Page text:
(Random simulated messages) On \((\mathsf {NewSession}, sid , \mathcal {P},\mathcal {P}',\mathsf {role})\), if this is the first \(\mathsf {NewSession}\) for \(( sid , \mathcal {P})\), set \(Z \leftarrow g^{z}\) for , and send Z to \(\mathcal {A}\) as a message from \(\mathcal {P}\) to \((\mathcal {P}', sid )\). Note that we may now compute the original exponents via: \(\hat{x}= m \cdot {\pi }_{\mathcal {C}}^{ sid }.\mathsf {exp}- m \cdot pw \) and \(\hat{y}= n \cdot {\pi }_{\mathcal {S}}^{ sid }.\mathsf {exp}- n \cdot pw \). This change is not observable to the environment, as it is merely a syntactic change in the calculation of the exponents:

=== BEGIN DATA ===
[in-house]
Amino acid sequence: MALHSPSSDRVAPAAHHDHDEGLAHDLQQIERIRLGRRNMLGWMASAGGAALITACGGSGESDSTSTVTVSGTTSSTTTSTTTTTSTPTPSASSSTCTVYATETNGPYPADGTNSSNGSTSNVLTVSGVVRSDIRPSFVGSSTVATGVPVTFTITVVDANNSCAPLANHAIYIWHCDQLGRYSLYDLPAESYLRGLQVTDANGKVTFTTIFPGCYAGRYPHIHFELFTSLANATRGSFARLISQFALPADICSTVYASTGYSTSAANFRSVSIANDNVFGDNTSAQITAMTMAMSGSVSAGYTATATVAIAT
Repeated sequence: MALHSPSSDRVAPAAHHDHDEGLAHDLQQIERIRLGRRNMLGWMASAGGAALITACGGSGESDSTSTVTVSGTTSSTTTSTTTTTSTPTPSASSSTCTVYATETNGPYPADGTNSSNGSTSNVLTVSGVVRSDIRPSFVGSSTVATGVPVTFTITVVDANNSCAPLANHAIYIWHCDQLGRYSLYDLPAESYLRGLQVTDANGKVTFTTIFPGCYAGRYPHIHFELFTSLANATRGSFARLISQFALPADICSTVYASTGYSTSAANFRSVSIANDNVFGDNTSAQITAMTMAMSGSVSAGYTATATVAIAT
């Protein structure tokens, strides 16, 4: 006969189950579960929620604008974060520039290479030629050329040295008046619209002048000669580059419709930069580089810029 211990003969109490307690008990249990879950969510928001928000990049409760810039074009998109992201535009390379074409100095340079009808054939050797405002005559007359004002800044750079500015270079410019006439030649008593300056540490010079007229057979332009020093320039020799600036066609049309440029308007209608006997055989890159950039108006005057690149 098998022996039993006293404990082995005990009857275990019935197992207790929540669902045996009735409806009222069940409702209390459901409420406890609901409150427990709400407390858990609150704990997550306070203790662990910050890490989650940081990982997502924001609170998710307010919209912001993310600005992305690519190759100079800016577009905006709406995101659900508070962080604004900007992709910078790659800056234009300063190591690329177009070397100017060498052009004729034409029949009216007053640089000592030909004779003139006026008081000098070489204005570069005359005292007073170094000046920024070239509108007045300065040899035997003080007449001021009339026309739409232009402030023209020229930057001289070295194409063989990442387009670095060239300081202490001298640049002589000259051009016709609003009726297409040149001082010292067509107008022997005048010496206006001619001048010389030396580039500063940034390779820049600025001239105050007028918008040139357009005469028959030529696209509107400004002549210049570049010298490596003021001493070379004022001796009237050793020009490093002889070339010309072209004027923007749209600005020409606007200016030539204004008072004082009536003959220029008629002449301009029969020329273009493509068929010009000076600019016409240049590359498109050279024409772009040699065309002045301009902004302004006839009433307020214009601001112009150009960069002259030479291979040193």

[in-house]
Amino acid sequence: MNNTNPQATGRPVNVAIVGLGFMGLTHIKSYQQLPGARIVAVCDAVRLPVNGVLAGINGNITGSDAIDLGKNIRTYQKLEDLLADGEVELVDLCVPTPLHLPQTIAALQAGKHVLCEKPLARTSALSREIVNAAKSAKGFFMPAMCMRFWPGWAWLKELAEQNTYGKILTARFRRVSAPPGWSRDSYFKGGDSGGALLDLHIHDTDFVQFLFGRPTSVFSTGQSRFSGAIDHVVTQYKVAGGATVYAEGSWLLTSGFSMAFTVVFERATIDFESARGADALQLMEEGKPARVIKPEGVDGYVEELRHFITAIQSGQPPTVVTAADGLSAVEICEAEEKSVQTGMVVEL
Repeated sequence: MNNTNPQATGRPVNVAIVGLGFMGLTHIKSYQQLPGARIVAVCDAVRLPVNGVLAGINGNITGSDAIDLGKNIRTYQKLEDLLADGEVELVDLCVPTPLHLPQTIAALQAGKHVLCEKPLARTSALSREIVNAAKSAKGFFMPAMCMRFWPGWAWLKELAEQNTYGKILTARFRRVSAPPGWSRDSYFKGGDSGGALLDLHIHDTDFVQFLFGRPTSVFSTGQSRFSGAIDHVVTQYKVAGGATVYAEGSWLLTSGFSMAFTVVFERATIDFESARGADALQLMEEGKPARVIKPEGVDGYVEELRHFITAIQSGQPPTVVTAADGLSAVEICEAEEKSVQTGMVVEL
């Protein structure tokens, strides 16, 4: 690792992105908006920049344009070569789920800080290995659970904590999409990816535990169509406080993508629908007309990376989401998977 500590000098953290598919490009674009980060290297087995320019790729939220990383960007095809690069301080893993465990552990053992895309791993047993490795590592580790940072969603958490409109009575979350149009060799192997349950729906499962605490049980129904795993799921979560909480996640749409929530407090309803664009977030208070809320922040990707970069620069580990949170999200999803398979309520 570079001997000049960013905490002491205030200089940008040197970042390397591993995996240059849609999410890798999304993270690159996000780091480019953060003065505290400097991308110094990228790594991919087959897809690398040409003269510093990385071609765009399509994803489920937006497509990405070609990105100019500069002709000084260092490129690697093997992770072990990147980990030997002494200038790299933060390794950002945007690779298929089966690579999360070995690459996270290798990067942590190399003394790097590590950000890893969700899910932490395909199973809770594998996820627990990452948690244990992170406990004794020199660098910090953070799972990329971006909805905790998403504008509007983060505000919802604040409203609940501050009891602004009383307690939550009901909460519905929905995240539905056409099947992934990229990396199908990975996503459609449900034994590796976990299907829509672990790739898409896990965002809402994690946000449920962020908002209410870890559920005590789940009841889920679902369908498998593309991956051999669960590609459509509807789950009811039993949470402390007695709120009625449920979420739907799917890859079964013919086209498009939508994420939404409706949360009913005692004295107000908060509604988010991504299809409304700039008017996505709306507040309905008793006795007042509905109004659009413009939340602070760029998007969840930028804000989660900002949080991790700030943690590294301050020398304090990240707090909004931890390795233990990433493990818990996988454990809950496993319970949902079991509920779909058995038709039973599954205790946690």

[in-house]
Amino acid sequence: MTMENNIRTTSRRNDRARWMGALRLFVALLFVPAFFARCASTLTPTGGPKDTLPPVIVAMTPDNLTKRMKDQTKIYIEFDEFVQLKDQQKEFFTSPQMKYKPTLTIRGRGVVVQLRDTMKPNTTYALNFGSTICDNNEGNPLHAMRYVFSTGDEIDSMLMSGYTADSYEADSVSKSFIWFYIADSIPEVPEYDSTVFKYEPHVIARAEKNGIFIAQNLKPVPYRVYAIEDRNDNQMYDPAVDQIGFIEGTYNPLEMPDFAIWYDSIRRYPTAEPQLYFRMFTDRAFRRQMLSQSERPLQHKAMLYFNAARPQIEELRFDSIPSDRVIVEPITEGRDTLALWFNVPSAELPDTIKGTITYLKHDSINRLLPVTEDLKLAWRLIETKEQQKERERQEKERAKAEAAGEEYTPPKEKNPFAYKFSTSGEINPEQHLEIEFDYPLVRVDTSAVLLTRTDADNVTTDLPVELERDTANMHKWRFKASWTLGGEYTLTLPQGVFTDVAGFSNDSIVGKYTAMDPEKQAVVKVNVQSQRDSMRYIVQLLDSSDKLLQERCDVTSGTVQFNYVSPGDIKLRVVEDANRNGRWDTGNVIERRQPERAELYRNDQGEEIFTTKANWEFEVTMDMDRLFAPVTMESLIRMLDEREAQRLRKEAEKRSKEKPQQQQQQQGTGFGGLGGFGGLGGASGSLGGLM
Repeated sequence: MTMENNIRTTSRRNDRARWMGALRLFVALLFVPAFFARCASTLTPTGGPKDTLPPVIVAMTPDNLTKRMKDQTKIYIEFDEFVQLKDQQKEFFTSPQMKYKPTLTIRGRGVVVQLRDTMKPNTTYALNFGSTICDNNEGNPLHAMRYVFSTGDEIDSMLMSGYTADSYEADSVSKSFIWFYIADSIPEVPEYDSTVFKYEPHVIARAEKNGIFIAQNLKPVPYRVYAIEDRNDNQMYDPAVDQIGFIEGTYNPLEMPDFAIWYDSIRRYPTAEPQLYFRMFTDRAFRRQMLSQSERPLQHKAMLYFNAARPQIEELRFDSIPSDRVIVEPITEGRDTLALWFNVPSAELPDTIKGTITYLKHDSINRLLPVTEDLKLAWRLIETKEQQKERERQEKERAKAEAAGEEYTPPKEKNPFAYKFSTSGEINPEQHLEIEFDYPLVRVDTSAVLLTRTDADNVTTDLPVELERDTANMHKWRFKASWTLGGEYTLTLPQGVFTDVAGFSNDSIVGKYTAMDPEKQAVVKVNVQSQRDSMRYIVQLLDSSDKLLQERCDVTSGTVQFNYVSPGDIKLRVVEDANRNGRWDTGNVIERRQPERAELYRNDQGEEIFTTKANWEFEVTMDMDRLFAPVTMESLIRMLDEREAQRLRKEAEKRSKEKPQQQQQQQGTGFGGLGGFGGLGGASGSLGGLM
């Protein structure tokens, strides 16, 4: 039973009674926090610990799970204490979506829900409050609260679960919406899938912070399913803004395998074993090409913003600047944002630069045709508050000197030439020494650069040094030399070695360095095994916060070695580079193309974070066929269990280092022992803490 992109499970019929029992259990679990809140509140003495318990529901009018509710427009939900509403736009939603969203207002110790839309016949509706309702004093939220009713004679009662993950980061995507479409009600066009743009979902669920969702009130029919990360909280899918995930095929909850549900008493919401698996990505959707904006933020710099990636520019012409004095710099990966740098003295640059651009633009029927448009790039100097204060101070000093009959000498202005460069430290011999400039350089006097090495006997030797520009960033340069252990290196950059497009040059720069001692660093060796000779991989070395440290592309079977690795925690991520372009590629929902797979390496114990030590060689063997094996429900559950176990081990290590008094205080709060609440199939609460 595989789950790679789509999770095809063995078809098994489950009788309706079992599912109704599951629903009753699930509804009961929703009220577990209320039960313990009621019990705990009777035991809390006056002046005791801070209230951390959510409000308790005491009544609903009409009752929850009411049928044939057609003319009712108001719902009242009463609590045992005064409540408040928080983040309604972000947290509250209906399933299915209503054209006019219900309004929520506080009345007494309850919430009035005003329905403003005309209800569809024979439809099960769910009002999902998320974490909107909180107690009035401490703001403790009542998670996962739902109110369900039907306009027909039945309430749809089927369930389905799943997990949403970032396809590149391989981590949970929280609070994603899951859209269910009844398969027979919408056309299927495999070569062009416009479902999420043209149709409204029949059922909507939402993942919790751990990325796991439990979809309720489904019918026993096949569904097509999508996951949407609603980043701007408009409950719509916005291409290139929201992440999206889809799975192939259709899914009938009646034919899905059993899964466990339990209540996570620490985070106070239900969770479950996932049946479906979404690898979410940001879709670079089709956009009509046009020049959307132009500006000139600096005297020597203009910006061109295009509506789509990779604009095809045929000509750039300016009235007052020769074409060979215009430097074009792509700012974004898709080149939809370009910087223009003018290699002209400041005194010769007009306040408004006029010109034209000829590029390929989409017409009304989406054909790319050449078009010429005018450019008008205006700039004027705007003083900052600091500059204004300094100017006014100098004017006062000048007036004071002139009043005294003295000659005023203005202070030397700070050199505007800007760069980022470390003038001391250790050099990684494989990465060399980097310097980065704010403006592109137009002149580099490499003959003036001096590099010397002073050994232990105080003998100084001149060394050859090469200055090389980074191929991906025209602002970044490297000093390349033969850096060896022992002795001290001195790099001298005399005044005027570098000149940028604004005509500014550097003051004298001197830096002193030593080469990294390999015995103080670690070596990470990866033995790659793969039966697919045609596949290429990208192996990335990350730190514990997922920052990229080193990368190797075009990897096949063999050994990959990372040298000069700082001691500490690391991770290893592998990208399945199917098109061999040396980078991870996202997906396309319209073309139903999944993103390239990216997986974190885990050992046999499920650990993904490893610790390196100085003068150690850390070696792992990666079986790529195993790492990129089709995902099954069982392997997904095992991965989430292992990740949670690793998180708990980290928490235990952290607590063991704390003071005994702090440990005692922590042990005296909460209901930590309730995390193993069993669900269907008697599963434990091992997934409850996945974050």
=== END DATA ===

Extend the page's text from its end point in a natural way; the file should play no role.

(Random keys if adversary does not correctly guess password) We now detect when an adversarial hash query corresponds to a password guess. We can detect this event by inspecting the \(X'\), \(Y'\), \( pw \) and W values provided to the hash oracle. Let us assume the adversary is guessing the client’s password (the server case is symmetric). To make a password guess against the client, the adversary must set \(X'= {\pi }_{\mathcal {C}}^{ sid }.X\), i.e., use the simulated message sent by the client. The adversary can use any choice of \(Y'\), but to correspond with a specific password guess, the following must hold: \(W = (Y'/N^{ pw })^{\hat{x}}\) (where \(\hat{x}\) is the exponent such that \({\pi }_{\mathcal {C}}^{ sid }.X = g^{\hat{x}}M^{ pw }\)). In other words, W must be the value that would be used by a real client if \(Y'\) were sent as the server’s message. If such a password guess query is detected, we check if \(Y'\) was previously sent as an adversarial message on behalf of the server: if so, and if the password guess is correct, we program the random oracle to match the previously sent key. If \(Y'\) was not previously sent, we note the values \(Y', pw \) queried by the adversary and the random key K output by the RO. If \(Y'\) is later sent as the adversarial message, and the password is correct, we output the stored key K. If the password is incorrect, we output a random key independent of the RO table. If at any point a second password guess (correct or incorrect) is detected for the same \( sid \) and party, we abort the game.